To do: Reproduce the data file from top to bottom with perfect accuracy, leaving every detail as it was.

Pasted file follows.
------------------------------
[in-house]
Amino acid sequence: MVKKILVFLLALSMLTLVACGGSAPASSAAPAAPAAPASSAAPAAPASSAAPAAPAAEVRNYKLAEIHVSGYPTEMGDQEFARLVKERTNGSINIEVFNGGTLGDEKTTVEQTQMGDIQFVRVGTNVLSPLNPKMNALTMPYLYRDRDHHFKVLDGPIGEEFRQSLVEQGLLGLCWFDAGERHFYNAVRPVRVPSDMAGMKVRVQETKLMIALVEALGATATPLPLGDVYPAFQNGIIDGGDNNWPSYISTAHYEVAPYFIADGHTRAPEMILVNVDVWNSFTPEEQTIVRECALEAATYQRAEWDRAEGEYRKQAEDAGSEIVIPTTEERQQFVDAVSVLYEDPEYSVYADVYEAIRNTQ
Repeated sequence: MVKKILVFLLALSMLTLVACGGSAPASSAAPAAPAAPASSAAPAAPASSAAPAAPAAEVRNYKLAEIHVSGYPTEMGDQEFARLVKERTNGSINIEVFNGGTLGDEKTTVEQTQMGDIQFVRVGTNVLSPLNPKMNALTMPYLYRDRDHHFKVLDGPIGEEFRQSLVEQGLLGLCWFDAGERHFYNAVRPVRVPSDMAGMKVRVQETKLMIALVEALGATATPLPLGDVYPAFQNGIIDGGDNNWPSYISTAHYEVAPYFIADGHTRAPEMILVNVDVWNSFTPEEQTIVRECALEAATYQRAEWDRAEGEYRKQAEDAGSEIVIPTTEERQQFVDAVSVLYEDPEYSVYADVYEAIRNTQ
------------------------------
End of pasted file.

[in-house]
Amino acid sequence: MVKKILVFLLALSMLTLVACGGSAPASSAAPAAPAAPASSAAPAAPASSAAPAAPAAEVRNYKLAEIHVSGYPTEMGDQEFARLVKERTNGSINIEVFNGGTLGDEKTTVEQTQMGDIQFVRVGTNVLSPLNPKMNALTMPYLYRDRDHHFKVLDGPIGEEFRQSLVEQGLLGLCWFDAGERHFYNAVRPVRVPSDMAGMKVRVQETKLMIALVEALGATATPLPLGDVYPAFQNGIIDGGDNNWPSYISTAHYEVAPYFIADGHTRAPEMILVNVDVWNSFTPEEQTIVRECALEAATYQRAEWDRAEGEYRKQAEDAGSEIVIPTTEERQQFVDAVSVLYEDPEYSVYADVYEAIRNTQ
Repeated sequence: MVKKILVFLLALSMLTLVACGGSAPASSAAPAAPAAPASSAAPAAPASSAAPAAPAAEVRNYKLAEIHVSGYPTEMGDQEFARLVKERTNGSINIEVFNGGTLGDEKTTVEQTQMGDIQFVRVGTNVLSPLNPKMNALTMPYLYRDRDHHFKVLDGPIGEEFRQSLVEQGLLGLCWFDAGERHFYNAVRPVRVPSDMAGMKVRVQETKLMIALVEALGATATPLPLGDVYPAFQNGIIDGGDNNWPSYISTAHYEVAPYFIADGHTRAPEMILVNVDVWNSFTPEEQTIVRECALEAATYQRAEWDRAEGEYRKQAEDAGSEIVIPTTEERQQFVDAVSVLYEDPEYSVYADVYEAIRNTQ